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I have not tried a camera . I think if I had to do something like that I would get a remote control for the autopilot and stand on the bow . And go really slow .
 

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S/V Wyndwitch - Morgan 24
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What are you watching for? I pick through the flats quite often with sails eased off genny partially furled . Like using a boat hook to sound the seasonal channels. Also wear polarized glasses you can see color changes on water and bottom far better.
 

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Sea Sprite 23 #110 (20)
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it depends on where you are. Here in Southern NJ, the back bays are a pretty uniform opaque green. The oceans are much more clear and you can generally tell shallow areas from deep by the colour
 

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I've never seen one in action, but I question whether the resolution on a camera/screen would be sufficient to distinguish water depth coloration.

They do make forward depth sounders, but I'm not sure how well they work either.
 

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Kind of goes along with a thread that's active now about the age of sailing.... the gizmos. Trying to watch a screen and sail the boat is akin to a pilot chasing his VSI while flying VFR. The possibility exists that one would get focased in on the screen and forget to watch what's going on all around and have an "oops".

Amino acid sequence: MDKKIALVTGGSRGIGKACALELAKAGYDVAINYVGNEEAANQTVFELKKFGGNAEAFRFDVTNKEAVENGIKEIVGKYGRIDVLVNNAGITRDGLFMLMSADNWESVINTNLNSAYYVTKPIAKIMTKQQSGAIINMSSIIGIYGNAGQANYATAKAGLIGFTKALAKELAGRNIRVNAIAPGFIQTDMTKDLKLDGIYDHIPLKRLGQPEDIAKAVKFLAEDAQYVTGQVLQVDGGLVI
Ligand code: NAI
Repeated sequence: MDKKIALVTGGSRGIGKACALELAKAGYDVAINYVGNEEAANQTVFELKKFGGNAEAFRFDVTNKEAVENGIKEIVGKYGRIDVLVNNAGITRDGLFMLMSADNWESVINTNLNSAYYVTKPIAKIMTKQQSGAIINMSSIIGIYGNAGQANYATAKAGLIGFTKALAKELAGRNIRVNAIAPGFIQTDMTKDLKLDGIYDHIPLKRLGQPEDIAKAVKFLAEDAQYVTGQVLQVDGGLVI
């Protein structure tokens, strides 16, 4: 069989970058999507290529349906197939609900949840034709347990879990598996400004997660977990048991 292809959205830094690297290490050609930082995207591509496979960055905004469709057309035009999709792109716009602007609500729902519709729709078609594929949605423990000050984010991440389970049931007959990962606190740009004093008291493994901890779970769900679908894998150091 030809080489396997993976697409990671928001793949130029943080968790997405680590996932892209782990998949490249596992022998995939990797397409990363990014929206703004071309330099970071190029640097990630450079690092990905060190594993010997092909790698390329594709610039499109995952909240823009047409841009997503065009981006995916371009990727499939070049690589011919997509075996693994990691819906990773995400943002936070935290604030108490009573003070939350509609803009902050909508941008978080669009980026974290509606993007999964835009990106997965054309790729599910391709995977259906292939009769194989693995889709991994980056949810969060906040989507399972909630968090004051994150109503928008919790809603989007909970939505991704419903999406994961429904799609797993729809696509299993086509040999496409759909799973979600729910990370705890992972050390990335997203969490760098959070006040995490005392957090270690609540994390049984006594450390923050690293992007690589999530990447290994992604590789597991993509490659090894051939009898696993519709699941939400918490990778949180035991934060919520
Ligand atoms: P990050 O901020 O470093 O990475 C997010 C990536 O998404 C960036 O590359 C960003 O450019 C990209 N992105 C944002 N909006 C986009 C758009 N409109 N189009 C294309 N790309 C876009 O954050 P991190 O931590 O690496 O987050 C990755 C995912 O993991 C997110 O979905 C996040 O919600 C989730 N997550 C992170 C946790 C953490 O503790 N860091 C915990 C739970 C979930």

I'd strongly advise against such procedure and follow Oyserman's .02. If you have a depth sounder with an alarm, you can set that to any depth... when that rascal says "beep".... you take it from there.
 

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I wonder if a fish finder could be rigged on the bow with the screen in the cockpit to help navigate in shallow water. Where I sail (Pamlico Sound) the water is dark tea color and you cant see a whole lot.
 

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Corsair 24
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markwestis post is on the mark...

have some form of controllable autopilot or manual method of steering the boat from the bow(I have used lines to blocks to a tiller before) and you can perch yourself on the bow pit, or even at the mast a little higher up so you can get a better visual of the waters you are travelling...

I have often stood on the mast winches on bigger boats that raises you like 5 feet or so off the cabin deck...this is usually a much better point of view than at deck level and helps contrast those areas you are looking to avoid...

safe sailing!